Have been traveling for the past week or so and currently have very bad internet access here in the U.S. Not sure when I will be able to update this next, but please check back in a day or so. Will let you know I’m still alive and well.
[Actually, giving the leading Japanese papers a quick perusal, there is nothing TODAY to report. Will have to check back over the past week, but I find the LACK of reporting on what is one of the most wide-spread, man-made disasters threatening life on the planet (oh, sorry, is that wording just a tad too strong?) quite telling.]
In the meantime, please stay up-to-date by checking EX-SKF’s blog (the best) at http://ex-skf.blogspot.com/. So many excellent reports on that site.
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…And Condenser Pipe for Reactor 4 Spent Fuel Pool Leaks
Part of normal daily life as we’ve seen at Fukushima I Nuclear Power Plant.
The stainless pipe that circulates water for the condenser unit for the Spent Fuel Pool of Reactor 4 has been found leaking. The amount of radioactive materials in the water (coming out of the SFP) is very low, says TEPCO, only 10 becquerels/liter. It is a very minor drip, of one drop in 30 seconds or so, according to Mainichi Shinbun (in Japanese; 8/23/2011).
TEPCO’s countermeasure is to put a bucket under the dripping pipe. The cooling operation continues uninterrupted.
TEPCO’s handout for the press on August 23 is still only in Japanese. I put the green circle around the leak location:
See diagram at: http://ex-skf.blogspot.com/
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13% of Radioactive Iodine, 22% of Radioactive Cesium from Fukushima I Nuke Plant Landed in Central/Northern Japan
The rest was either blown off to the ocean or landed somewhere else in Japan.
Researchers at the National Institute of Environmental Studies (NIES) had their paper published in the electronic version of “Geophysical Research Letters” published by the American Geophysical Union on August 11, and they announced the result of their research in Japan on August 25.
The paper was submitted on June 27, and they kept quiet until the research was published. The researchers at this government institute therefore knew all along how bad the contamination was all over southern Tohoku and all of Kanto and part of Chubu.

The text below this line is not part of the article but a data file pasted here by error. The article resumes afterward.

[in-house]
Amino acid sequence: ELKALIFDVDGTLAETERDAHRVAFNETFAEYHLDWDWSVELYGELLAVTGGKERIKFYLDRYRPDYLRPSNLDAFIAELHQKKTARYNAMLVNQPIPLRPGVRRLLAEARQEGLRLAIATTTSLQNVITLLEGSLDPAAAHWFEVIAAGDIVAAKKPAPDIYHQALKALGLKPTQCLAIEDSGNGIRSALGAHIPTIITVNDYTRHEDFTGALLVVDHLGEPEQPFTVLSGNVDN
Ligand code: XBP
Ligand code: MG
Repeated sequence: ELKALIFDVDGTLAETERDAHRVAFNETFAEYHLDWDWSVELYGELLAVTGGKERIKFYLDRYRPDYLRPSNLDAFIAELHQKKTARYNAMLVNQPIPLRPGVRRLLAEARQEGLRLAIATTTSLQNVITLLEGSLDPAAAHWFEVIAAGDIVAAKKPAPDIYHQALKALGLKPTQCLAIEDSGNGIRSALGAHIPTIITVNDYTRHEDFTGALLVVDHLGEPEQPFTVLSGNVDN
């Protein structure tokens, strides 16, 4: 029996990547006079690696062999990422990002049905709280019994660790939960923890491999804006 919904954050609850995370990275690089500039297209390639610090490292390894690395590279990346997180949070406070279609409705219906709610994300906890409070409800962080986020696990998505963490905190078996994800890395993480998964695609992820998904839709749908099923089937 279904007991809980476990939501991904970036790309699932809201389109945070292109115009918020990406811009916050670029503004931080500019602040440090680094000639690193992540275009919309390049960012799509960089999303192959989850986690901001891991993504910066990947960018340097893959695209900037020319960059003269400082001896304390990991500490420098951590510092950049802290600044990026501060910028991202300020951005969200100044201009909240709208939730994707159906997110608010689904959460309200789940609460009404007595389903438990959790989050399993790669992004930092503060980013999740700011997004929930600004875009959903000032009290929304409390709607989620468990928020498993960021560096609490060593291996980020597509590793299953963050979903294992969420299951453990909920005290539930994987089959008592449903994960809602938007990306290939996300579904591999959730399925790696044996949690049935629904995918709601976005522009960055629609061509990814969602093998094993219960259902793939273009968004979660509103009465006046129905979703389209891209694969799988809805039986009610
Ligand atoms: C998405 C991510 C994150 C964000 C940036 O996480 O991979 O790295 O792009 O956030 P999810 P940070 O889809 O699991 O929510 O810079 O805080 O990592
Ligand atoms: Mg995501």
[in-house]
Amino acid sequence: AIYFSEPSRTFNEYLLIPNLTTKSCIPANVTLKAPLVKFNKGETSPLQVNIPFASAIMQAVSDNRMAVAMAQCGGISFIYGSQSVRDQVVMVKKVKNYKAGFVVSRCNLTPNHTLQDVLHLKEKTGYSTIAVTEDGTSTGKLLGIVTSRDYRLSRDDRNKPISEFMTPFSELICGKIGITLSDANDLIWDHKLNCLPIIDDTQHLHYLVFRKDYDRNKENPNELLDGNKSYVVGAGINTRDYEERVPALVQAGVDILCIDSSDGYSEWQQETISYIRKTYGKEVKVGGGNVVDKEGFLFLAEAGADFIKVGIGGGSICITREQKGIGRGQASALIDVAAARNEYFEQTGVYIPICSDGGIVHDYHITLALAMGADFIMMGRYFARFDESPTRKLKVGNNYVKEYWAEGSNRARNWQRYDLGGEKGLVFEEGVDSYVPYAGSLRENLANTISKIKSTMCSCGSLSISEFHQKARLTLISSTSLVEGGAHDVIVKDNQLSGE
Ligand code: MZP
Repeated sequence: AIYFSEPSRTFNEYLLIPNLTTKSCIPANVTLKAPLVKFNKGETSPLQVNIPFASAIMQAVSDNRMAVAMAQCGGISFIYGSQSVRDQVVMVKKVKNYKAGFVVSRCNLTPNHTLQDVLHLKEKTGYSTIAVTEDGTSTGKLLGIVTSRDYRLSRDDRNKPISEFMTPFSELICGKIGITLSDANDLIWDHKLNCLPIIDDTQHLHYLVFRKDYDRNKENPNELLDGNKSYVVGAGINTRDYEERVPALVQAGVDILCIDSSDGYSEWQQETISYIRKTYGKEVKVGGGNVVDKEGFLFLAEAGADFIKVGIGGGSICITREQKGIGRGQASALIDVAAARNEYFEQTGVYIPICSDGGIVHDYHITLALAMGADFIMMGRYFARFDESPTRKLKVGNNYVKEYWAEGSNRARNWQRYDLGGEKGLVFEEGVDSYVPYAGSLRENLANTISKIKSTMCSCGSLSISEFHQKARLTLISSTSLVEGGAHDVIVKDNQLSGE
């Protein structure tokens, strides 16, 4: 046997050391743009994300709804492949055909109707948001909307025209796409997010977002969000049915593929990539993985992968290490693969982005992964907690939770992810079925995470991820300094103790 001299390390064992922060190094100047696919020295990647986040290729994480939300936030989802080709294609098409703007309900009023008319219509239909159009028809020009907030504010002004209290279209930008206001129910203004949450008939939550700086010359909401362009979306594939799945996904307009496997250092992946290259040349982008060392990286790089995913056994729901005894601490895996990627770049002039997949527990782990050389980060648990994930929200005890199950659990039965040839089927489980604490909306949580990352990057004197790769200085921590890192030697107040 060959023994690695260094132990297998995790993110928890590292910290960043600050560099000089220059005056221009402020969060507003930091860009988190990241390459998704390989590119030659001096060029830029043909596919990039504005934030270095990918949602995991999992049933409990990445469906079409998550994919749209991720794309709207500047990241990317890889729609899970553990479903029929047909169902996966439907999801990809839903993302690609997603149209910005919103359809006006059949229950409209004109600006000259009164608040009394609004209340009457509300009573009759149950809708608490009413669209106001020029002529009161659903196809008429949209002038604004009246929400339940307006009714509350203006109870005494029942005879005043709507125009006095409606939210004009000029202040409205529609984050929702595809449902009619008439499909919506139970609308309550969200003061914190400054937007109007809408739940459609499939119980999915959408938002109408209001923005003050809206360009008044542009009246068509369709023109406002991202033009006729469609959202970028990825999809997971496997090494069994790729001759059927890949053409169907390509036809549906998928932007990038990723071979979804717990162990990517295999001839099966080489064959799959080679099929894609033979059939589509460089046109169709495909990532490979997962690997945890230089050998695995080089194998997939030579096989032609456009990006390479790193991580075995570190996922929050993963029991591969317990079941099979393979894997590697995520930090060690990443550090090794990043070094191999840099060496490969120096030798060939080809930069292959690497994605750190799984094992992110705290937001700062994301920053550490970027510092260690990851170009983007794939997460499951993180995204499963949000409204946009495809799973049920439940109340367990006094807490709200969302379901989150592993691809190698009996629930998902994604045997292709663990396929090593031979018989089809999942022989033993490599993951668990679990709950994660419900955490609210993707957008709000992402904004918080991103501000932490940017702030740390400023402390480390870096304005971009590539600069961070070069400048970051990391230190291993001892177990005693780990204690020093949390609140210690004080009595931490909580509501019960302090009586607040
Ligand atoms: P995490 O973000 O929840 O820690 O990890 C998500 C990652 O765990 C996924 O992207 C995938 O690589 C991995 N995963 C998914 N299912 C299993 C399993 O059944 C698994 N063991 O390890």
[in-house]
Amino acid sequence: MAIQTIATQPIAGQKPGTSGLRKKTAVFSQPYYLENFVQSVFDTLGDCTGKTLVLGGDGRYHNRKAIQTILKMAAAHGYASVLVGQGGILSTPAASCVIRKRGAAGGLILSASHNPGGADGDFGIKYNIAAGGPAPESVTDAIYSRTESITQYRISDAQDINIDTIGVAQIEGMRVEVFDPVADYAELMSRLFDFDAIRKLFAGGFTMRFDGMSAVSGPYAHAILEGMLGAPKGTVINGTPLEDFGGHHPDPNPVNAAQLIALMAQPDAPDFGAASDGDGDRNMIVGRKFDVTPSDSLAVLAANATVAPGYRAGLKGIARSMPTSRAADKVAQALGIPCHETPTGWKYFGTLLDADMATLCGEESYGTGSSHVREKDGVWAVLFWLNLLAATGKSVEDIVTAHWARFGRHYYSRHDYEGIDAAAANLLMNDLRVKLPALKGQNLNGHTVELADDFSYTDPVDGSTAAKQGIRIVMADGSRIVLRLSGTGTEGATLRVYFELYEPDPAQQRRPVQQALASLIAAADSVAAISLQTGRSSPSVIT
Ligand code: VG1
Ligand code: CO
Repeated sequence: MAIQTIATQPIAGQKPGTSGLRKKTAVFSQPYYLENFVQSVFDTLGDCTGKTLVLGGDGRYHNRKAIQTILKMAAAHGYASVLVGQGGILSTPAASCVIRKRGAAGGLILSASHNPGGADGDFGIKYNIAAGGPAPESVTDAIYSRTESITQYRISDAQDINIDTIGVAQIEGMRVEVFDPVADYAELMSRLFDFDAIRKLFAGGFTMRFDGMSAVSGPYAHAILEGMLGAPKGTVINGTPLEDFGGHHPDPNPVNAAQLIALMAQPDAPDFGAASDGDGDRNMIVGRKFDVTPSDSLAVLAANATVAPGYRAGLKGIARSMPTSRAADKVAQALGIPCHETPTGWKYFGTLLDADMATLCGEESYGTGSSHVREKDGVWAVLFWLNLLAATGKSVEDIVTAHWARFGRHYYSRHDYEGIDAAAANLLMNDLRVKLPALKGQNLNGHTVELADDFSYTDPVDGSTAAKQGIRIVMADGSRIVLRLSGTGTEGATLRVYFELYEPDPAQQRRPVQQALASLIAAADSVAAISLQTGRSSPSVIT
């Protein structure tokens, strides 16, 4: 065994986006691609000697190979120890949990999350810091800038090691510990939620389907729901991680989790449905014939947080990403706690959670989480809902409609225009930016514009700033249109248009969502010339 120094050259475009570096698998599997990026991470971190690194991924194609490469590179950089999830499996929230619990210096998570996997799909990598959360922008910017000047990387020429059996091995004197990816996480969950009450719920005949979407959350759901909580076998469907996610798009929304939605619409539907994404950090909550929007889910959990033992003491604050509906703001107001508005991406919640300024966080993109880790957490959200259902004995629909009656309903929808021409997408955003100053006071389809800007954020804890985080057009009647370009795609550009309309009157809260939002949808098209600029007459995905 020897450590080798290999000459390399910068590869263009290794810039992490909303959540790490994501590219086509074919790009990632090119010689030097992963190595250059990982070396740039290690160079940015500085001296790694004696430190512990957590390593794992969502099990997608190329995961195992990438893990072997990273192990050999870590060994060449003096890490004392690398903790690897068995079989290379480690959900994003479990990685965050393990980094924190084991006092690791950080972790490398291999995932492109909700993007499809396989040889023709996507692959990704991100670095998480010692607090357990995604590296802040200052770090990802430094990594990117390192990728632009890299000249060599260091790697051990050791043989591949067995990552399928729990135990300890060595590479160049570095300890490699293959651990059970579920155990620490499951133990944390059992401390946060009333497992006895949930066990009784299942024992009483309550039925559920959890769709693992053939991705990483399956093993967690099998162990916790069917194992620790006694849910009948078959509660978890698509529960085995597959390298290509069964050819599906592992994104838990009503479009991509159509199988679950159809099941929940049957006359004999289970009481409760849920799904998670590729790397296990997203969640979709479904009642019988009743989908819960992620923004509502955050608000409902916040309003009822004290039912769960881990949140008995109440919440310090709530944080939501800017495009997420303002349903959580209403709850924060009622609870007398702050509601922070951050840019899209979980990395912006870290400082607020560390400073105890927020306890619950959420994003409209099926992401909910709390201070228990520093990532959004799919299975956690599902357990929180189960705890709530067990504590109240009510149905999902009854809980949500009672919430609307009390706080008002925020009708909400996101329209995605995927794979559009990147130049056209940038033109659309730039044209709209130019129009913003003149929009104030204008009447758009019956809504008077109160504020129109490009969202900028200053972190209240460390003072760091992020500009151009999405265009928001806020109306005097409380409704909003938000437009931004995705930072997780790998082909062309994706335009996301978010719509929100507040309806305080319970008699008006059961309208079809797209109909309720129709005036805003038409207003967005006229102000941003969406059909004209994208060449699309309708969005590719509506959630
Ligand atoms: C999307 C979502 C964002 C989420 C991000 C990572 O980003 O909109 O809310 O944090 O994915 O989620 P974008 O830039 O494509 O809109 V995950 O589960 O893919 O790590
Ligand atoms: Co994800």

Abstract of the paper titled “Atmospheric behavior, deposition, and budget of radioactive materials from the Fukushima Daiichi nuclear power plant in March 2011” by Yu Morino, Toshimasa Ohara,* and Masato Nishizawa, Regional Environment Research Center, National Institute for Environmental Studies, 16-2, Onogawa, Tsukuba, Ibaraki, 305-8506, Japan:
To understand the atmospheric behavior of radioactive materials emitted from theFukushima Daiichi nuclear power plant after the nuclear accident that accompanied the great Tohoku earthquake and tsunami on 11 March 2011, we simulated the transport and deposition of iodine-131 and cesium-137 using a chemical transport model. The model roughly reproduced the observed temporal and spatial variations of deposition rates over 15 Japanese prefectures (60–400 km from the plant), including Tokyo, although there were some discrepancies between the simulated and observed rates. These discrepancies were likely due to uncertainties in the simulation of emission, transport, and deposition processes in the model. A budget analysis indicated that approximately 13% of iodine-131 and 22% of cesium-137 were deposited over land in Japan, and the rest was deposited over the ocean or transported out of the model domain (700 × 700 km2). Radioactivity budgets are sensitive to temporal emission patterns. Accurate estimation of emissions to the air is important for estimation of the atmospheric behavior of radionuclides and their subsequent behavior in land water, soil, vegetation, and the ocean.
No other nuclides are discussed in the paper. But just for these two, if you look at the deposition and concentration simulation maps below, you see that at least half Fukushima Prefecture is “red”, not just along the coast, which means the highest deposition of both iodine-131 and cesium-137 in high concentration. Southern Miyagi is just as bad as Fukushima , so is part of Ibaraki and Tochigi.
more at: http://ex-skf.blogspot.com/
Well, duh. Of course you would turn it in. Why the need for this article?
People Are Awesome: Japanese Citizens Return $78 Million in Cash Lost During Quake
August 19, 2011
Japan is known as a society built on respect for others’ things. In the days immediately following the country’s devastating earthquake and tsunami in March, a Slate article about why the Japanese don’t loot noted the strict rules of order that stabilize the island nation: “[I]f you find an umbrella and turn it in to the cops, you get a finder’s fee of 5 to 20 percent of its value if the owner picks it up,” it said. “If they don’t pick it up within six months, the finder gets to keep the umbrella.”
These types of traditional official incentives bound the country together during the worst of circumstances. And today we can quantify just how orderly Japan was in time of crisis: According to official police estimates, Japanese citizens have turned in approximately $78 million in cash and valuables found amid the rubble since the earthquake hit five months ago. Found wallets alone contained almost $48 million in cash, while the other $30 million was retrieved from safes washed away by the waves.
It’s been difficult to find the silver lining in a tragedy that took more than 18,000 lives, but the humanity and decency shown by Japanese citizens in the wake of the horror may be it.
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These are some video links to something I wanted to upload back on Day 163. Didn’t get to do that (obviously) and do not have references for them now… Must have thought them important, though.